Horatio G. Spafford had been a successful attorney in Chicago. He was the father of four daughters, an active member of the Presbyterian Church, and a loyal friend and supporter of D. L. Moody.
When Mr. Moody and his music associate, Ira Sankey, left for Great Britain for an evangelistic campaign, Spafford decided to lift the spirits of his family by taking them on a vacation to Europe. He also planned to assist in the Moody‑Sankey meetings there.
In November, 1873, Spafford was detained by urgent business, but he sent his wife and four daughters as scheduled on the S.S. Ville du Harve, planning to join them soon.
Halfway across the Atlantic, the ship was struck by an English vessel, and sank in 12 minutes. All four of the Spafford claughters‑-Tanetta, Maggie, Annie and Bessie-‑were among the 226 who drowned.
Mrs. Spafford was among the few who were miraculously saved.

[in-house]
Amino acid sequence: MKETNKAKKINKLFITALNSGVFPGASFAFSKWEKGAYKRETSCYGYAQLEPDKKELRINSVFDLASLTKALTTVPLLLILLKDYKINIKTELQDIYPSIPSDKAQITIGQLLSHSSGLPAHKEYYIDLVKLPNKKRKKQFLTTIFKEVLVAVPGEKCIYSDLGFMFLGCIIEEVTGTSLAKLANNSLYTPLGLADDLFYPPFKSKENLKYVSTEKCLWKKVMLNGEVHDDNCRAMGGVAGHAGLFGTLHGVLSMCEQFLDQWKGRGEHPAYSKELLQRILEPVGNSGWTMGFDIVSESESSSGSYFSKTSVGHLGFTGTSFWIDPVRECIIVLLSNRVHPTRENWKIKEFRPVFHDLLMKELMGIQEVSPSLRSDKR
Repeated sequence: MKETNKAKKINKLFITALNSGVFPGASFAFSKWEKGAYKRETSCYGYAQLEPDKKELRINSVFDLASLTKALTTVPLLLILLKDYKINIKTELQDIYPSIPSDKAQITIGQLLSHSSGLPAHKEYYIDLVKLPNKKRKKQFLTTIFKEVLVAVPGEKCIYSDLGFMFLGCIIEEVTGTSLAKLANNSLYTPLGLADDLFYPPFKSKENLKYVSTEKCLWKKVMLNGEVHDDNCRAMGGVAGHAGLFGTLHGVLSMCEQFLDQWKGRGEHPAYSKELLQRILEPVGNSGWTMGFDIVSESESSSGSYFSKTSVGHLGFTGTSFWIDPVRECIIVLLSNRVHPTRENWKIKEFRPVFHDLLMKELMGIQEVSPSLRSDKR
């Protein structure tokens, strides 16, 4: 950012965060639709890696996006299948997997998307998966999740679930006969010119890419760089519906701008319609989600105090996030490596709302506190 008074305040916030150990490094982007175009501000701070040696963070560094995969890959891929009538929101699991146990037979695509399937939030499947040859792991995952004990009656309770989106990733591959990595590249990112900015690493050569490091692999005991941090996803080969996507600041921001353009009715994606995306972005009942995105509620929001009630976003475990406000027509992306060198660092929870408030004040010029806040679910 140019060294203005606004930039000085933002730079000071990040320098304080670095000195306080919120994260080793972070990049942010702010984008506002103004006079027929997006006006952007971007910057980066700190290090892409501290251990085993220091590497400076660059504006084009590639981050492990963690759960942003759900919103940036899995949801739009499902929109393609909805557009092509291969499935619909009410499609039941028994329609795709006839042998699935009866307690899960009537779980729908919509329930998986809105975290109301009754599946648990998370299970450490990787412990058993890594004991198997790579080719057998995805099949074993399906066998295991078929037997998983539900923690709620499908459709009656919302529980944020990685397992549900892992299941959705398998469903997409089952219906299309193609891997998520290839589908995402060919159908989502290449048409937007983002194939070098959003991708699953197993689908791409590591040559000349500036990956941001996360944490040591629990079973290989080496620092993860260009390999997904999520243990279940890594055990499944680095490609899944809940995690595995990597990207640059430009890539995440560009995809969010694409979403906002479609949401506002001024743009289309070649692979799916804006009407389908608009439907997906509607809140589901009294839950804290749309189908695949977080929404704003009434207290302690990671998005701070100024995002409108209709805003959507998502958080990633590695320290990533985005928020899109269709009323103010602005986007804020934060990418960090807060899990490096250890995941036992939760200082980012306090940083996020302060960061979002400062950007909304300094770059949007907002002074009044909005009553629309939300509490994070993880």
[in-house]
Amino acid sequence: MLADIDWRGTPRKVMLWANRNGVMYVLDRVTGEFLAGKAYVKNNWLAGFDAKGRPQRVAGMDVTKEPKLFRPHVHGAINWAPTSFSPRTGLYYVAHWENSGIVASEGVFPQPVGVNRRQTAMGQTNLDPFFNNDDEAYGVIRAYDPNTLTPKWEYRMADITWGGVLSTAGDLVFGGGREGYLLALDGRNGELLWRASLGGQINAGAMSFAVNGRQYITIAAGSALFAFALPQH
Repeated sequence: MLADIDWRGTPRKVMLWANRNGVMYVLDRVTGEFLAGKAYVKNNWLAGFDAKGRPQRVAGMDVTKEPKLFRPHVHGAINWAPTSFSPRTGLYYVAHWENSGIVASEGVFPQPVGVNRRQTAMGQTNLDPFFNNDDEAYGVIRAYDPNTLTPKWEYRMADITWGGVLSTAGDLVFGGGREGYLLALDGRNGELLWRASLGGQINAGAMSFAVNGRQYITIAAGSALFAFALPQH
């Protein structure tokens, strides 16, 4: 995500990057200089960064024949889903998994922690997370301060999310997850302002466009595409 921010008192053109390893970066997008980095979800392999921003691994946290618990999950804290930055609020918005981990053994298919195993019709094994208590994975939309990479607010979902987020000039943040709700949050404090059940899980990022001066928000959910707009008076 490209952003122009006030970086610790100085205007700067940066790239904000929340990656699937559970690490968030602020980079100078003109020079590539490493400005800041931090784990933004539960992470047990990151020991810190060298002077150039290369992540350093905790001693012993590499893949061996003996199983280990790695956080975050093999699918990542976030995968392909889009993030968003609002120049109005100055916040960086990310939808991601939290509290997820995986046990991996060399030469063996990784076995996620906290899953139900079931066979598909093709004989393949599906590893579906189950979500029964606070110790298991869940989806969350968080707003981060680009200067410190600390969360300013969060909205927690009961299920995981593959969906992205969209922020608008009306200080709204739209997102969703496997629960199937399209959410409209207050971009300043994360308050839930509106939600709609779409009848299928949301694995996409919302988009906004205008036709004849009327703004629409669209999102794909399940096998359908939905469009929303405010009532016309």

Later, Horatio Spafford stood hour after hour on the deck of the ship carrying him to rejoin his sorrowing wife in Cardiff, Wales. When the ship passed the approximate place where his precious daughters had drowned, Spafford received sustaining comfort from God that enabled him to write the words of this hymn:
Adapted from Kenneth W. Osbeck
It Is Well with My Soul
When peace, like a river, attendeth my way,
When sorrows like sea billows roll-
Whatever my lot, Thou hast taught me to say,
It is well, it is well with my soul.
It is well with my soul,
it is well, it is well with my soul.
My sin- O the joy of this glorious thought-
My sin, not in part, but the whole,
Is nailed to the cross, and I bear it no more:
Praise the Lord, praise the Lord, O my soul!
And, Lord, haste the day when my faith shall be sight,
The clouds be rolled back as a scroll:
The trump shall resound and the Lord shall descend,
“Even so”- it is well with my soul.